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"The Only Thing I Own Entirely"

I am sure it comes as no surprise that the ballet world has certain unspoken rules in terms of how or not your body should look. Hence, leading us to the subject of tattoos.

I never initially thought I would get any tattoos and I would be lying if I said one of my more pressing reasons against them for myself, was a fear of "failing to meet the ballerina standard."

Of course, there are many options for dancers with tattoos. More contemporary companies do not seem to chastise their dancers for their ink, but almost always they must be covered with makeup or costumes in more classical repertoire.

While in my mind- here comes the double standard again- I held no judgement towards dancers that had them, I wouldn't "allow" myself because I felt I had to work harder than everyone else at being "perfect." Makeup would have been a liable option, but yet I wouldn't even consider going that route personally.


When my uncle and beloved godfather suddenly passed I knew almost immediately that I wanted to memorialize him and his life. Bamboo was very special to him- from products in his home with my aunt to the bamboo they had growing around their property.

My mom and I got a matching "14" in a bamboo font almost a year after he passed-hers on her wrist (where she could see it) and mine on my ankle (to be easily hidden for performances).

hers on her wrist (where she could see it) and mine on my ankle (to be easily hidden for performances).

I actually brought a pointe shoe with me at the time of my appointment to ensure it wouldn't be visible outside the shoe.

No one explicitly shamed me for having gotten a tattoo- but almost immediately after re-entering the studios, I carried a silent guilt and shame within. In all honesty, I feel ridiculous even typing these sentences but at the time I was so fearful of not being that "perfect ballerina" I so desperately wanted to be.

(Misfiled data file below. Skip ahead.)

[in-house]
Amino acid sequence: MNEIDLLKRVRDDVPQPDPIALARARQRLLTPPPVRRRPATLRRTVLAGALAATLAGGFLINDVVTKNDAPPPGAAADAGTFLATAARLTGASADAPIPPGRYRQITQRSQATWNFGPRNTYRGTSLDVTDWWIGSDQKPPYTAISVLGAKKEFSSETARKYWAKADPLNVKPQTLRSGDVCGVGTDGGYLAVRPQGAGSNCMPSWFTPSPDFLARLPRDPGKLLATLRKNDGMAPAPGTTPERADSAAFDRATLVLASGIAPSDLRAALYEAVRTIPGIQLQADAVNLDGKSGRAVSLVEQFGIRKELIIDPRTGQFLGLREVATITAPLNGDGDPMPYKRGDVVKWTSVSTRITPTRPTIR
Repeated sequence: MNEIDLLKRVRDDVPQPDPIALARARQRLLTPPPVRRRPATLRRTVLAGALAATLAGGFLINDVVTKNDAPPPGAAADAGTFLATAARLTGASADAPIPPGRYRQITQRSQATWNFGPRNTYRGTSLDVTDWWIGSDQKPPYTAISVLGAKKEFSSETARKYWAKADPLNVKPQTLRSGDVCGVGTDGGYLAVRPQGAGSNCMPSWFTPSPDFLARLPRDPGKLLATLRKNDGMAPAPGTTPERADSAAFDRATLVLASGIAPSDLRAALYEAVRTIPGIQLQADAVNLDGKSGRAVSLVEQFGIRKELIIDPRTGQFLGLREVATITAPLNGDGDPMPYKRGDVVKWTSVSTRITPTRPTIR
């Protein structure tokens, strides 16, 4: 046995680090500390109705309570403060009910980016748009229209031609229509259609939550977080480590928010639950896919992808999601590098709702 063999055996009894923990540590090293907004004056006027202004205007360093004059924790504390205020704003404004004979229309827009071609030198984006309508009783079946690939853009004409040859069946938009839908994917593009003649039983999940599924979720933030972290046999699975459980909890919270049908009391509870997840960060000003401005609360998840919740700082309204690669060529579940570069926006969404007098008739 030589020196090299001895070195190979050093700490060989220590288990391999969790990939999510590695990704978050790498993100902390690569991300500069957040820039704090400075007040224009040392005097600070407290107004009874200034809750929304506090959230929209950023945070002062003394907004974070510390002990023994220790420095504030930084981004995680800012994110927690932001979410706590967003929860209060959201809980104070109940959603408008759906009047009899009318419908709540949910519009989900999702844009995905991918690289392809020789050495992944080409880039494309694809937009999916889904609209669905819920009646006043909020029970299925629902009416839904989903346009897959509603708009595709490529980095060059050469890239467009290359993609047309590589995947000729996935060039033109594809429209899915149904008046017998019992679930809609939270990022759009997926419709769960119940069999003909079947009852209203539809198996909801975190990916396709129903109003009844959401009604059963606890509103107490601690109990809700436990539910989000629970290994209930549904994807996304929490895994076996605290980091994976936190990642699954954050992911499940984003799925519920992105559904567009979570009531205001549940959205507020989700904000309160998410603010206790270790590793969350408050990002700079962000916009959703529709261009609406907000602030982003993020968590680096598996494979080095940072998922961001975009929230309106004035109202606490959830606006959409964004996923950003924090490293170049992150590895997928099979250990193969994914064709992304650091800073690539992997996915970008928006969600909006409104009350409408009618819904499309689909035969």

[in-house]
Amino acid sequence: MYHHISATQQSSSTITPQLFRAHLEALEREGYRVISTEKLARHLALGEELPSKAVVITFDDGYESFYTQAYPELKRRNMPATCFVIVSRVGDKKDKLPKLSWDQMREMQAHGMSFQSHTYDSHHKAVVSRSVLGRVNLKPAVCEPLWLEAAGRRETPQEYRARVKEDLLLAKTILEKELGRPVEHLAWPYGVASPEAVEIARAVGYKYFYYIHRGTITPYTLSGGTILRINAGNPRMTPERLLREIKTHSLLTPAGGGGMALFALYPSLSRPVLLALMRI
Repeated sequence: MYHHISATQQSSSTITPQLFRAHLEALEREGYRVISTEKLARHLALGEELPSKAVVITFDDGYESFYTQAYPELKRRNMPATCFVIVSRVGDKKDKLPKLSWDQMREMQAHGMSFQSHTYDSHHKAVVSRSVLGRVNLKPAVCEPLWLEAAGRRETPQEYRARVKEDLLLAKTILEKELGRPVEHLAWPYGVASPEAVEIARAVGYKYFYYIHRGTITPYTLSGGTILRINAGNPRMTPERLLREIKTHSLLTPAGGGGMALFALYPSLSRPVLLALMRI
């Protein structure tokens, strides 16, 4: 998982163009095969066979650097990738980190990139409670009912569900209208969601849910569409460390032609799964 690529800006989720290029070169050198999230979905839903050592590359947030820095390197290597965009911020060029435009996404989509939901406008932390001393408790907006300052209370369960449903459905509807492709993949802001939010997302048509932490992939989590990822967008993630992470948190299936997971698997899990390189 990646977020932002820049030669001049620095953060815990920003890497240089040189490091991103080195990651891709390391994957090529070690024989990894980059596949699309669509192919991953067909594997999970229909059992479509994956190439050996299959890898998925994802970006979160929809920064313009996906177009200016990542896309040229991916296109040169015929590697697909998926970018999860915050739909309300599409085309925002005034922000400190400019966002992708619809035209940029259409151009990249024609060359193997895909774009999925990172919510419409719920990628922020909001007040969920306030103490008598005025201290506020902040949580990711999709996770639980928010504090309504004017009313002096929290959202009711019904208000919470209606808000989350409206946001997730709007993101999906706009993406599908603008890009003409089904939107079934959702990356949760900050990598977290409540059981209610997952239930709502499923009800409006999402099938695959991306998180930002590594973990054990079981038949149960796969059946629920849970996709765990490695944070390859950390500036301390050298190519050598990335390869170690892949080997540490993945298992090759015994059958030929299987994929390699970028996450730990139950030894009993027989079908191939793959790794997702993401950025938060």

I had several plans for tattoos that I was 100% sure I would want on my body. The only issue that arose was their potential placement. I toyed with the idea of a rib-cage tattoo that would be hidden by my leotard an majority of costumes I would need to perform in as a dancer. My arms were never even a consideration until everything began to piece together in my mind.

Minutes after the tattoo was completed.
A visible forearm tattoo would help me to reclaim ownership of my body and what I find meaningful to me

One of my friends from school ( on IG) has been working tirelessly towards becoming a tattoo artist. When I found out, I knew instantly, who I wanted to do the tattoo I had been planning over the course of my recovery.

I am so grateful to have a tattoo so important to me created by someone I love and respect so much.

The design was everything and more than what I had originally imagined, upon sharing my requests with my artist...

The words on this tattoo reference a song from one of my favorite artists, The Front Bottoms. In Ginger the lyrics* "this is my body, the only thing that I own entirely and it will carry me to greatness somehow" have resonated a lot with me throughout my experiences with anorexia as I strive towards recovery. **

Now, this tattoo is a symbol of all that I have endured to get to where I am today. I am using it to encourage me further into recovery and the life I would like to build for myself. When I want to turn back to the comfort of my eating disorder, I look down and see this permanent reminder, which leads me towards the direction influenced by recovery.

One day, this will symbolize victories rather than ongoing battles with my restriction and I cannot wait to reach that point in my life.

*  I made an artistic decision to adjust the lyrics to better suit their intended purpose in this design (eliminating the "that").
**I Vlogged the morning of my tattoo appointment if you would like to hear and see more


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